How to Think Like a Mathematician
| February 1, 2012 | in
During our work on the hardware-based, motion-tracking side of EliteForm, we started out in a heavy R&D mode. We went through a number of possible solutions and the process was prototype, prototype, prototype. Once our current technology passed our smoke tests, we needed to put it through several rigorous testing and validation cycles to see if it would hold up in the field. Luckily, that’s about the time we hired our Applied Mathematician, Josh. Yes, that Josh from MinutesPlease.
Josh came from an academic background and, to put it simply, he thinks differently (no, that’s not an Apple pun). He comes from a world where a “working” prototype isn’t enough for something to be accepted by the community. Josh was able to instill several of these values into our team and ended up having a huge positive impact on our project. Here are some of the takeaways we had that might help you out on your projects:
See the data, not just what you want to see
The human brain is an interesting device. Its primary function is to take in evidence and draw conclusions on that evidence. As it turns out, it doesn’t always do this very well. Often when trying a new solution or running a new set of tests that recently failed, your brain will look for evidence that confirms your hopes rather than taking in all the evidence. This is a form of confirmation bias, which is a more scientific explanation of wishful thinking. On his blog You Are Not So Smart (and in his book of the same name), David McRaney has some great explanations on other ways your brain can trick you.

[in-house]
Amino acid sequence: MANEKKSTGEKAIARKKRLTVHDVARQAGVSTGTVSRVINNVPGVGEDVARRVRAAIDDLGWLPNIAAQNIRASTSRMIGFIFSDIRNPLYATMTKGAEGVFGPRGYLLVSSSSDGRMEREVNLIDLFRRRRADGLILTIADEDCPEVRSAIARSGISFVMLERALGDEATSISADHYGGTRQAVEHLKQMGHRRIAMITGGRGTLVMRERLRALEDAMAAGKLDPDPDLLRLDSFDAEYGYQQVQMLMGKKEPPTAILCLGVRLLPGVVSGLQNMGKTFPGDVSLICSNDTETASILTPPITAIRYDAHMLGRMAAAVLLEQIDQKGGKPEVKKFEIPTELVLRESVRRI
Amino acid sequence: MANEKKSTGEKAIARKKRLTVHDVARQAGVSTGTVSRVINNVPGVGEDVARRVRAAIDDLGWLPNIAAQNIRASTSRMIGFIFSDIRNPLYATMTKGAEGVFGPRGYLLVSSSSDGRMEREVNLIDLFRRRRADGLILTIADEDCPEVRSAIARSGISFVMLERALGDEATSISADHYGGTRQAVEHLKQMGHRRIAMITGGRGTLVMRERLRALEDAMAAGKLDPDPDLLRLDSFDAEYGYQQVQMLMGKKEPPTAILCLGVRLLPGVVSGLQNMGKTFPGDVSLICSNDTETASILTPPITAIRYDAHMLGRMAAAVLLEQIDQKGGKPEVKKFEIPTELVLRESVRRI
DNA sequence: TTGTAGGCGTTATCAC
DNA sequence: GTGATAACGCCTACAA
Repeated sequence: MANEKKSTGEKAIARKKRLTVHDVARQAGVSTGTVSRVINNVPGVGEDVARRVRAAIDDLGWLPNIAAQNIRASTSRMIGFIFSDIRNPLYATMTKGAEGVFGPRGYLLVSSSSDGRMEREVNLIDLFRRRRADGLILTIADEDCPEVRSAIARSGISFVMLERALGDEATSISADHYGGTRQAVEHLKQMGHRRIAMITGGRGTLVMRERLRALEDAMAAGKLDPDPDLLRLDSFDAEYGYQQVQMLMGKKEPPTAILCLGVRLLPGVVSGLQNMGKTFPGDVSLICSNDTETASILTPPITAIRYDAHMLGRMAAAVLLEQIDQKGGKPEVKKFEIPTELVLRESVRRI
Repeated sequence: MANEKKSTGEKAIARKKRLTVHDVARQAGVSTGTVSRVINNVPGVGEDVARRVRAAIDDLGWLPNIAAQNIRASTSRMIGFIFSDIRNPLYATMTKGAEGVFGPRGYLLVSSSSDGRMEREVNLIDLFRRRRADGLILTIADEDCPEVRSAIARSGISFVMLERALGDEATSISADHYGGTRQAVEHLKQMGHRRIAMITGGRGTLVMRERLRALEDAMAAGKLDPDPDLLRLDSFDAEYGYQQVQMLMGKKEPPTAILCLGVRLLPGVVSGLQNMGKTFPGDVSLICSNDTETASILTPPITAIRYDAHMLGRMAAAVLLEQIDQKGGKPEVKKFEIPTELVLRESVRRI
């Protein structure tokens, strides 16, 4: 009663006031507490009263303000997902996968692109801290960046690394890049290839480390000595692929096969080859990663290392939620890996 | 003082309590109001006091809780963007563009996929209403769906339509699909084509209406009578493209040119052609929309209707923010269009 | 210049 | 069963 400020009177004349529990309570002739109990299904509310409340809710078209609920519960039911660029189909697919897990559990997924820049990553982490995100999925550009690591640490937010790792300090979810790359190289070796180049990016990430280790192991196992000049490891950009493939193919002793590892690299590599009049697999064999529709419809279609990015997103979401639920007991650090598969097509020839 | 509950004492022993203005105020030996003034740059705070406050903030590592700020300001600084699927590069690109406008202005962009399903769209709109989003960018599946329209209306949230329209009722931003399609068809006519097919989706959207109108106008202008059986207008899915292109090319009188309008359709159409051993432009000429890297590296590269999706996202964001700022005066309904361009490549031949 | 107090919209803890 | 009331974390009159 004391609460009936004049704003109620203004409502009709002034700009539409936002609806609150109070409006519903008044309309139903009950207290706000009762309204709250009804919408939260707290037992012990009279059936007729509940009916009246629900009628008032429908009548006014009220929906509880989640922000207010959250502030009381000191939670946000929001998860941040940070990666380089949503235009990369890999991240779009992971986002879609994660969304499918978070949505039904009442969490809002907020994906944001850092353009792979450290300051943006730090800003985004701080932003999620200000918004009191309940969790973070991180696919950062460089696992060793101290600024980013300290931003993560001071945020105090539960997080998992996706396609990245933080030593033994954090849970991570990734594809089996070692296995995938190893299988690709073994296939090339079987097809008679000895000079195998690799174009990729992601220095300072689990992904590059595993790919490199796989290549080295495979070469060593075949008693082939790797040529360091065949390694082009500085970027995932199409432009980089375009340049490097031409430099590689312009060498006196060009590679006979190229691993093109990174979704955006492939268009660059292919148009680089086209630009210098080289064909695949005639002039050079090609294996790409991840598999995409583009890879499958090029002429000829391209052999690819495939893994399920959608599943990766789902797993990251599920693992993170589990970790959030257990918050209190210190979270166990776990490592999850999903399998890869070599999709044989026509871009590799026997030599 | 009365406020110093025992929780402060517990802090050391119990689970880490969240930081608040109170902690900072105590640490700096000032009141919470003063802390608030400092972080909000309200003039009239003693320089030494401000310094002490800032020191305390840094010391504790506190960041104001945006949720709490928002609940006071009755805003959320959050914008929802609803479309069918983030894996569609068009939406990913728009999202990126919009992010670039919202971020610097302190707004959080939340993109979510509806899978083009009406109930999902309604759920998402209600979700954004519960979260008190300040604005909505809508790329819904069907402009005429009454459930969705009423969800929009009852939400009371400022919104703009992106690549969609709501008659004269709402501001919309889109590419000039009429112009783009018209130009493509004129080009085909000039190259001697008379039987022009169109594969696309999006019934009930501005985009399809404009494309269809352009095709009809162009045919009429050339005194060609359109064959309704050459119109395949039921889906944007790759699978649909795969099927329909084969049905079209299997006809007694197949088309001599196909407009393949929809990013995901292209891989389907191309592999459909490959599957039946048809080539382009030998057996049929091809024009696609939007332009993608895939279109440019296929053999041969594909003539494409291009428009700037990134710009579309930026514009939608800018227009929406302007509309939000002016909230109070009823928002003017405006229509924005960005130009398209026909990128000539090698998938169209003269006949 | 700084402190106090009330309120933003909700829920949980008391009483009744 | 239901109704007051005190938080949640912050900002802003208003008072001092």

At one point in the project, we had an objective test set up to assess the quality of the system. After the first run, we had an idea that seemed like it would improve the system. After about 30 minutes, the 15 test runs were completed. The person running the test came back and said, “Look at how much better it did!” We asked for a better look at the numbers and realized that there was actually no improvement over the previous set of tests. There were some individual runs that were slightly better, but there were an equal number that were worse. The person running the tests was seeing what they wanted to see.
Control the variables
In a non-trivial system, there are often more than a few moving parts. You may have some thresholds, environmental variables, and even a variable of the user who is testing it. If you want to figure out which of these variables will actually improve the system, it’s important to only test one at a time if possible. If you run a test after changing two variables, you’ll never know which one (or if both) caused your new results.
Statistical significance is significant
The real world has a lot of randomness in it. In software, maybe the OS decided to schedule your program slightly different because another program was using the CPU. In the physical world, maybe the weather is slightly different from the last time you tested. It’s important to get enough samples of your tests to make sure the change, for better or worse, is not just a random anomaly.
Every bit counts
Another fun aspect of bringing Josh on was his approach to programming. He’s been programming for a long time, but hadn’t used .NET before. This allowed him to ask some very interesting questions. For example: “How is List<T> implemented in .NET?” Most CS grads won’t know and will never care, but when performance is an important factor, it might matter. A linked list implementation will perform much differently on insertions and random indexing than an array.
Many of us are still not as objective as a well-studied mathematician, but that’s why surrounding yourself with different types of people is a great thing.